Role of Tumor Acidosis and Hypoxia in Immune Escape by IFN-γ-induced Transcriptional Induction of PD-L1 via the elF4F Axis on Cancer Cells

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Dokumentart: PhDThesis
Date: 2024-01-14
Language: English
Faculty: 7 Mathematisch-Naturwissenschaftliche Fakultät
Department: Biologie
Advisor: Pichler, Bernd (Prof. Dr.)
Day of Oral Examination: 2022-01-14
DDC Classifikation: 570 - Life sciences; biology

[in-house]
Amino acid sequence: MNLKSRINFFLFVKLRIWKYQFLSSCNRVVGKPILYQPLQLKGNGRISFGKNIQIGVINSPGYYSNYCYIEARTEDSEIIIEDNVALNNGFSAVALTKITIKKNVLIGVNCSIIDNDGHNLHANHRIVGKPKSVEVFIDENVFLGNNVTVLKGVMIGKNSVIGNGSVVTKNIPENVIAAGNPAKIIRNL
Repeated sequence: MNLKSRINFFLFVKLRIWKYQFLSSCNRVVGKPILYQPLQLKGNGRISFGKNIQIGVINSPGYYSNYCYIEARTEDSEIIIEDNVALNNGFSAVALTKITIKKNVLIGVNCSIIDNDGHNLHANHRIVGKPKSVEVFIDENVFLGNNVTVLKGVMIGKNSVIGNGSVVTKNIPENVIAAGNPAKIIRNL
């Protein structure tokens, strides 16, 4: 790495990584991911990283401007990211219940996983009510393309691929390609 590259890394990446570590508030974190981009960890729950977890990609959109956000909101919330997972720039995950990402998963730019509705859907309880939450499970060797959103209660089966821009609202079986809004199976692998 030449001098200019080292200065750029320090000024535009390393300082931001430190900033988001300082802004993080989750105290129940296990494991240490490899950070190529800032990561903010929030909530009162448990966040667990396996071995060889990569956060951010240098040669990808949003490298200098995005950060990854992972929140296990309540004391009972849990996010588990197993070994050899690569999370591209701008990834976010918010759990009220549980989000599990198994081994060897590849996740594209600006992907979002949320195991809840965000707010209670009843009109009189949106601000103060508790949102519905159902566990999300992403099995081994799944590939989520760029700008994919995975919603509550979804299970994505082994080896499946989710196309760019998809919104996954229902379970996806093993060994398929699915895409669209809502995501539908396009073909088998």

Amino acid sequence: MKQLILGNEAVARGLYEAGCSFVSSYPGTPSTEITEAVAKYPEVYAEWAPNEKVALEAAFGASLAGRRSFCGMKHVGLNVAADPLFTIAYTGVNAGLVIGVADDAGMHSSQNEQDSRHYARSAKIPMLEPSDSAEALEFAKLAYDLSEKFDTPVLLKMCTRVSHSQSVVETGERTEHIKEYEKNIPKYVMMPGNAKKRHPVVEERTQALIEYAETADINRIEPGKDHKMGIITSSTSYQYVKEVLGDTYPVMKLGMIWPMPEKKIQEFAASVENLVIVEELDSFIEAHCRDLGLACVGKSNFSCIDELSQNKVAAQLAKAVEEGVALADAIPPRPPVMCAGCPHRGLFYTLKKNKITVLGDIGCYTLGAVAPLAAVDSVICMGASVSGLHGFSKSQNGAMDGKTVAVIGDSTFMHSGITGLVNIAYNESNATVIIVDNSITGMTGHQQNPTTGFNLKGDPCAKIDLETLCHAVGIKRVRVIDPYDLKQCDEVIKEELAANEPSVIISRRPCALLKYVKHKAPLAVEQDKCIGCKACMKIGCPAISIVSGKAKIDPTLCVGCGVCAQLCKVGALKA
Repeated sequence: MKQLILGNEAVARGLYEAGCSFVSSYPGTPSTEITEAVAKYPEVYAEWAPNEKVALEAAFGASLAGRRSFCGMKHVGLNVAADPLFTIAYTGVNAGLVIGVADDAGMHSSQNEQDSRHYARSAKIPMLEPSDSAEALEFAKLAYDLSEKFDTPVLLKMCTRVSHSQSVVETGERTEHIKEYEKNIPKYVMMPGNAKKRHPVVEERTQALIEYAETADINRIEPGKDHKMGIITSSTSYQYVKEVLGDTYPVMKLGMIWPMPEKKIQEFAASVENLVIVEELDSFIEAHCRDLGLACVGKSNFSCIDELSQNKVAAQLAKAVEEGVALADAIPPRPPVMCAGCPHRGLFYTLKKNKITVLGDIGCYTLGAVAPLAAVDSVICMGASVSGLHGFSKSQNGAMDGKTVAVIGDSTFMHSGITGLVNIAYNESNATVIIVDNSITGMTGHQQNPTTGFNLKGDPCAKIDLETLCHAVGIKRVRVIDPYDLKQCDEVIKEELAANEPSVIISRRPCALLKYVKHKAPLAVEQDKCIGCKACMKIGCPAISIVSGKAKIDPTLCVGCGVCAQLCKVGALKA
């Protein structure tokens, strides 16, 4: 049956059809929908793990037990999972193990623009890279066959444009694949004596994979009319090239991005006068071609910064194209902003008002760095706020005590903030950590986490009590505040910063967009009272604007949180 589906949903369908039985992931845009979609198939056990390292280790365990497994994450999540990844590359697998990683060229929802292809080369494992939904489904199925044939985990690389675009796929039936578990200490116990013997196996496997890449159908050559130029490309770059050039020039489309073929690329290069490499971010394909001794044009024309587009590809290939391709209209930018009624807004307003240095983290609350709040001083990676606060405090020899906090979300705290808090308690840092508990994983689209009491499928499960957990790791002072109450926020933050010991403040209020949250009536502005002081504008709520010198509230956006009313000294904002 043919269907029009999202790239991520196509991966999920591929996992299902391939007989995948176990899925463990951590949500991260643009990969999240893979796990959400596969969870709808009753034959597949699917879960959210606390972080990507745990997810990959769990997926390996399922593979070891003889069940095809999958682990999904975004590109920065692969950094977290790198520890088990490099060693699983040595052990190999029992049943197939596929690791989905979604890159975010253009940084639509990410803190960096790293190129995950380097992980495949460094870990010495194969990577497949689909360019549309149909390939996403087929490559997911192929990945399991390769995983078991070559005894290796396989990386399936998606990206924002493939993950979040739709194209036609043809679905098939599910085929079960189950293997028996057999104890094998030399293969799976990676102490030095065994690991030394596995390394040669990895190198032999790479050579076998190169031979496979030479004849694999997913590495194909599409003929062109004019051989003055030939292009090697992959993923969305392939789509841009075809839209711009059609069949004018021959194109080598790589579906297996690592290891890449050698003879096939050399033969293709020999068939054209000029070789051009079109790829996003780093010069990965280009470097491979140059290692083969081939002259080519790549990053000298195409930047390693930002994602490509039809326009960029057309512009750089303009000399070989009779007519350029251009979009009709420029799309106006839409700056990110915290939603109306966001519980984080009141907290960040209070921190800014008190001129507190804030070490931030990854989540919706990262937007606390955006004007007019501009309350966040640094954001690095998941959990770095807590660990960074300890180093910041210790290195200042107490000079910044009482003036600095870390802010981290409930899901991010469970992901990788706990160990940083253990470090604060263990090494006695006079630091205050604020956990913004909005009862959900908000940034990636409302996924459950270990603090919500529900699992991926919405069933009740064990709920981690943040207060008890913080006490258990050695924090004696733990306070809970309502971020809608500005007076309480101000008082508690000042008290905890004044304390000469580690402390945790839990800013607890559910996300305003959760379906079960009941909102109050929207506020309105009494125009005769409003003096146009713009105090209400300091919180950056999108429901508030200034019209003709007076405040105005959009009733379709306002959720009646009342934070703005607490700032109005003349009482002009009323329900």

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Immunotherapy is a promising approach in cancer treatment. In recent years, several antibodies targeting immune checkpoint proteins have been approved and are now applied in clinical routine. Immune escape mechanisms as well as response biomarkers and resistance mechanisms of an immune checkpoint inhibitor therapy are of great interest and are subject to many research studies. The TME and its role during immunotherapies attracted special attention in recent years. Different factors in the TME including immune cell-derived IFN- and hypoxia induce expression of the checkpoint protein PD-L1 and thereby mediate T cell exhaustion or apoptosis. In the first chapter of this thesis, the role of an acidic TME and IFN-on cancer cell PD-L1 expression and subsequent immune escape was studied. It is proposed that PD-L1 induction by an acidic tumor pHe combined with IFN- represents an immune escape mechanism which can be targeted by an anti-PD-L1 mAb therapy. This conjoint acidosis- and IFN--mediated PD-L1 induction was exclusively found in immunotherapy-responsive murine cancer cell lines. Therefore, it might serve as a biomarker to distinguish immunotherapy responders from non-responders. Further it could be shown that acidosis- and IFN--induced PD-L1 is mediated by the expression and activation of the transcription factor STAT1. The translation of the Stat1 mRNA was experimentally proven to be elF4F-dependent, whereas the translation initiation complex elF4F can be inhibited by silvestrol representing an additional therapeutic option. Most importantly, the in vitro findings on conjoint acidosis- and IFN--mediated cancer cell PD-L1 expression could be confirmed in vivo. The tumor pHe neutralization with sodium bicarbonate was proven in vivo by acidoCEST-MRI measurements in MC38wt tumors and IFN--dependency of the immune escape was confirmed by IFN--/- mice. In summary, conjoint IFN-- and acidosis-inducible cancer cell PD-L1 expression represents a novel immune escape mechanism and might display a biomarker for immunotherapy response. In the second chapter, hypoxia which, besides acidosis and IFN- induces PD-L1 expression, was imaged non-invasively in vivo. Imaging tumor hypoxia by in vivo OI with reporter cancer cell lines did not prove to be suitable serving as a non-invasive surrogate marker for tumor PD-L1 expression. Short-lived tumor hypoxia neither correlated with tumor PD-L1 expression, nor with CD3+ T cell infiltration. In addition to tumor-resident immune cells, a systemic immune response including the lymphoid system is pivotal for anti-tumor immunity. Lymph nodes are secondary lymphoid organs and play an essential role in the anti-tumor immune response during a checkpoint inhibitor therapy. This underlines the importance of non-invasive in vivo imaging of TDLNs prior to lymphadenectomy. Therefore, in the third chapter of this thesis, different contrast agents of varying molecular weight were assessed for their suitability to detect TDLNs. Further, the non-invasive imaging technologies OI and PET/MRI were compared. In contrast to OI with Patent Blue V, which was only suitable for ex vivo identification of the accessory and proper axillary TDLNs, functional in vivo together with ex vivo [18F]FDG-PET/MRI revealed the accessory axillary LN as the main TDLN of a s.c. MC38wt tumor on the right shoulder of mice. Due to the link between immune checkpoint inhibitor therapies and senescence, the final chapter of this thesis addressed the identification of cancer senescence metabolic biomarkers. Several anti-tumor therapies, as well as immune cell-derived cytokines which are released upon immunotherapy induce cancer cell senescence. Thus, potential biomarkers for senescence including GPC and PCr were successfully identified by 1H MRS and must be further studied and evaluated in continuative pre-clinical in vivo studies. In summary, within this thesis a so far unknown mechanism of immune escape by cancer cells was uncovered enabling the identification of anti-PD-1 or anti PD-L1 mAb immune checkpoint inhibitor responsive patients. Further non-invasive in vivo imaging modalities to identify the TDLNs were evaluated. Finally, metabolic studies on cancer senescence revealed several potential biomarkers of a cancer cell growth arrest.

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